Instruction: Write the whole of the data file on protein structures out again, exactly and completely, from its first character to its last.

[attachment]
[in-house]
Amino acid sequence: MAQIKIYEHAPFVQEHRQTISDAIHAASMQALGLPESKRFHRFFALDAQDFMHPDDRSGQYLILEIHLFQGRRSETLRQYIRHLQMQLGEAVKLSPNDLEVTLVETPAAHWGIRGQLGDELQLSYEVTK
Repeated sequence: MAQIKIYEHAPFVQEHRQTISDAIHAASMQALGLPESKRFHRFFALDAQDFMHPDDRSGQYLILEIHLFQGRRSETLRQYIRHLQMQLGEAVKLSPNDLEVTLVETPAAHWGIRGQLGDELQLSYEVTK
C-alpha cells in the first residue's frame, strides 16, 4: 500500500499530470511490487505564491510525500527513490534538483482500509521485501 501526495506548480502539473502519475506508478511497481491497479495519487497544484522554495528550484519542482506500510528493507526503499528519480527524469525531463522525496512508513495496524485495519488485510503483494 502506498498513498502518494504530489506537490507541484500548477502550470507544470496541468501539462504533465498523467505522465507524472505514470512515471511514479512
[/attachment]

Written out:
[in-house]
Amino acid sequence: MAQIKIYEHAPFVQEHRQTISDAIHAASMQALGLPESKRFHRFFALDAQDFMHPDDRSGQYLILEIHLFQGRRSETLRQYIRHLQMQLGEAVKLSPNDLEVTLVETPAAHWGIRGQLGDELQLSYEVTK
Repeated sequence: MAQIKIYEHAPFVQEHRQTISDAIHAASMQALGLPESKRFHRFFALDAQDFMHPDDRSGQYLILEIHLFQGRRSETLRQYIRHLQMQLGEAVKLSPNDLEVTLVETPAAHWGIRGQLGDELQLSYEVTK
C-alpha cells in the first residue's frame, strides 16, 4: 500500500499530470511490487505564491510525500527513490534538483482500509521485501 501526495506548480502539473502519475506508478511497481491497479495519487497544484522554495528550484519542482506500510528493507526503499528519480527524469525531463522525496512508513495496524485495519488485510503483494 502506498498513498502518494504530489506537490507541484500548477502550470507544470496541468501539462504533465498523467505522465507524472505514470512515471511514479512